Recently, there’s been one mastitis pathogen that’s been bugging farmers more than normal. Frustrated by higher than normal clinical case rates and/or bulk milk cell counts, in-house cultures have found Strep dysgalactiae to be one of the pathogens involved (we’ll call it Strep dys as it's much easier to say!) Where does Strep dys come
Have you ever wondered how many heifers have blind quarters or mastitis 1 to 2 months before calving? Well wonder no more! We've tipped and teatsealed a lot of heifers over the years. Sometimes we’ll diagnose heifers with mastitis: swelling and hardness of the gland and a thick, custard-like secretion. While in-house cultures of these
Zoe Vogels It's always nice to see a good news story, and this week's one comes from the Australian War Memorial in Canberra. A pigeon was caught stealing poppies from the Tomb of the Unknown Soldier, using them to make a beautiful red nest. Given it's the 11th of November, how about a departure from
Have you, or your friends or family, ever thought about being a vet? Read on as Dr Izzy Moorhead answers the where, why and how of getting into Vet School. Where can you study vet in Australia? Murdoch University (Perth, Western Australia) University of Adelaide (Adelaide, South Australia) Charles Sturt University ("CSU", Wagga wagga, New
Pink eye pain... Pink eye - or corneal ulceration - causes farmers and stock a lot of grief! While it usually occurs in young stock from November through to March, it's increasingly being seen over the winter months too. Pink eye is mainly caused by the bacteria Moraxella bovis and Moraxella bovoculi, both of which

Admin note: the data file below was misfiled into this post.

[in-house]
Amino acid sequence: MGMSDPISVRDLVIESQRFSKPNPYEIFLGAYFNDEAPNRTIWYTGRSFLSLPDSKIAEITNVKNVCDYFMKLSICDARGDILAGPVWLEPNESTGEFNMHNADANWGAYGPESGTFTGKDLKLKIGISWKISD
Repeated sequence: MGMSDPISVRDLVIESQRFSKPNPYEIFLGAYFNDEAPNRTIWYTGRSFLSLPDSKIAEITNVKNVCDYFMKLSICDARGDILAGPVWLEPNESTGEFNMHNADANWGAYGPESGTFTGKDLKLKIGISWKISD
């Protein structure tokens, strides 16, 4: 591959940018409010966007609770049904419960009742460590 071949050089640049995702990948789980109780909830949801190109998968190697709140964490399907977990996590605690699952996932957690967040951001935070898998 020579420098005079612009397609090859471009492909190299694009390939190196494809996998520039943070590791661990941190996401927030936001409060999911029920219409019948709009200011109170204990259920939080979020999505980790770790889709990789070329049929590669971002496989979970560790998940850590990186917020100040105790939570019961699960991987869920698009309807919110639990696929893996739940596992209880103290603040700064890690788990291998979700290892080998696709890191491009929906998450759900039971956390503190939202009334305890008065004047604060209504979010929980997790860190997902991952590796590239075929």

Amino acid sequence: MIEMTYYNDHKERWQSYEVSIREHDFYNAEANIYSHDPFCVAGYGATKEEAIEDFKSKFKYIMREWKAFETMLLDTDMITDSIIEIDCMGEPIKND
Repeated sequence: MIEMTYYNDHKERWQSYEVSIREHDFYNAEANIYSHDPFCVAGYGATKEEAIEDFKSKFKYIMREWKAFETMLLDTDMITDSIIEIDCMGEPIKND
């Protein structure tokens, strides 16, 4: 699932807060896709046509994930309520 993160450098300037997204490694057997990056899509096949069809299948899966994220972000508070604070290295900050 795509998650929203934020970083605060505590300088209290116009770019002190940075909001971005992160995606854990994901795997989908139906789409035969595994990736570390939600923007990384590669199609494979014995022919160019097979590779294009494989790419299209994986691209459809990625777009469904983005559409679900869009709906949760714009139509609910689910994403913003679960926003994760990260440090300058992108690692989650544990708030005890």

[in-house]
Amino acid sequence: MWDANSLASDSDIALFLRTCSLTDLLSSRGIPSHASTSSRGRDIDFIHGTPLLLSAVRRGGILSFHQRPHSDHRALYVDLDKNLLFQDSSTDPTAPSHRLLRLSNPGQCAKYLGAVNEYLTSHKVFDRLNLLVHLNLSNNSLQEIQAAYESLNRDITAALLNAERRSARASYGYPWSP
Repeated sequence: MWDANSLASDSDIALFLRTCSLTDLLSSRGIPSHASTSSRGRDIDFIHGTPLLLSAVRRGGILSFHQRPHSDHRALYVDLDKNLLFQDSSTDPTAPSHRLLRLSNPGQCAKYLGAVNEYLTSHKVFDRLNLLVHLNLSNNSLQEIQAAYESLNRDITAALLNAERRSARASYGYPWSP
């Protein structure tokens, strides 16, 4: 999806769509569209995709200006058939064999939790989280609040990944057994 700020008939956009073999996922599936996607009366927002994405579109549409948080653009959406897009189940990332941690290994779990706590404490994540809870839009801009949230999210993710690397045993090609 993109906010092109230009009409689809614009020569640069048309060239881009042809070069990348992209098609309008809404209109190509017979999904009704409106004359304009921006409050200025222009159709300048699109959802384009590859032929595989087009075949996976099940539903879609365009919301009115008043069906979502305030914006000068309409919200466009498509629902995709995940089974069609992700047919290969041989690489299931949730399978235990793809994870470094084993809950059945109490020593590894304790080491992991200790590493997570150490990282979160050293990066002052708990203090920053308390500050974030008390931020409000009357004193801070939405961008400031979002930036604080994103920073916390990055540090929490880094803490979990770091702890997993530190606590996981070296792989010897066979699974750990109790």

Dr Sarah Matthews Have you ever had a heifer with a spontaneously broken leg? Or young stock that have light, scruffy coats and struggle to put on weight? If you have, then you are not alone. Copper and selenium are two of the key trace elements required by cattle for growth, production and good health.
A short, 22 second video of bacteria multiplying was doing the rounds of the internet last week. But why did it have so many scientists excited? First, a bit of an explanation about how bacteria grow and multiply… What do bacteria look like? Bacteria are single cell organisms and can be round, rod-shaped or wavy.
Lungworm, caused by the round worm Dictyocaulus viviparus, generally occurs in heifers less than 10 months of age. In particular, those heifers with no immunity that are exposed to high numbers of worm larvae when put onto pasture (such as a group of Spring-born calves weaned onto pasture grazed by Autumn calves). Lungworm disease can
Last week was #InternationalMicroorganismDay, so we thought we'd shine the light on some of the microbes that can be the most frustrating: those that cause calf scours! The microbes that cause calf scours (aka calf diarrhoea) can be viruses, bacteria and/or protozoa that damage the lining of the gut. This means that the milk and
Toxicities that cause disease and death of calves are luckily few and far between. When they do occur – sometimes from a simple mistake - it is extremely upsetting for those involved. But if we can use the bad as a timely reminder, we can help ensure it doesn't happen to anyone else. Recently